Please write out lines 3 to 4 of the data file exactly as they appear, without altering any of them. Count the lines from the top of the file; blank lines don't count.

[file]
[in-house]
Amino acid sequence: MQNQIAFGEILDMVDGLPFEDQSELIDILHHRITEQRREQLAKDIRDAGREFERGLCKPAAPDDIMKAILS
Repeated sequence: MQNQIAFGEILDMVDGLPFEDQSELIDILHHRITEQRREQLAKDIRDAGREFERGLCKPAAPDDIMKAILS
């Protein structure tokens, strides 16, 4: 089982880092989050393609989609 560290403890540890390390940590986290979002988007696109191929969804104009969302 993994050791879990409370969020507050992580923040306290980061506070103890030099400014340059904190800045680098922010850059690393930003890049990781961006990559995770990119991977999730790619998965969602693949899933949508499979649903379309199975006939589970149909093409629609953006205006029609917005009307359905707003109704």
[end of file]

Repeated sequence: MQNQIAFGEILDMVDGLPFEDQSELIDILHHRITEQRREQLAKDIRDAGREFERGLCKPAAPDDIMKAILS
């Protein structure tokens, strides 16, 4: 089982880092989050393609989609 560290403890540890390390940590986290979002988007696109191929969804104009969302 993994050791879990409370969020507050992580923040306290980061506070103890030099400014340059904190800045680098922010850059690393930003890049990781961006990559995770990119991977999730790619998965969602693949899933949508499979649903379309199975006939589970149909093409629609953006205006029609917005009307359905707003109704």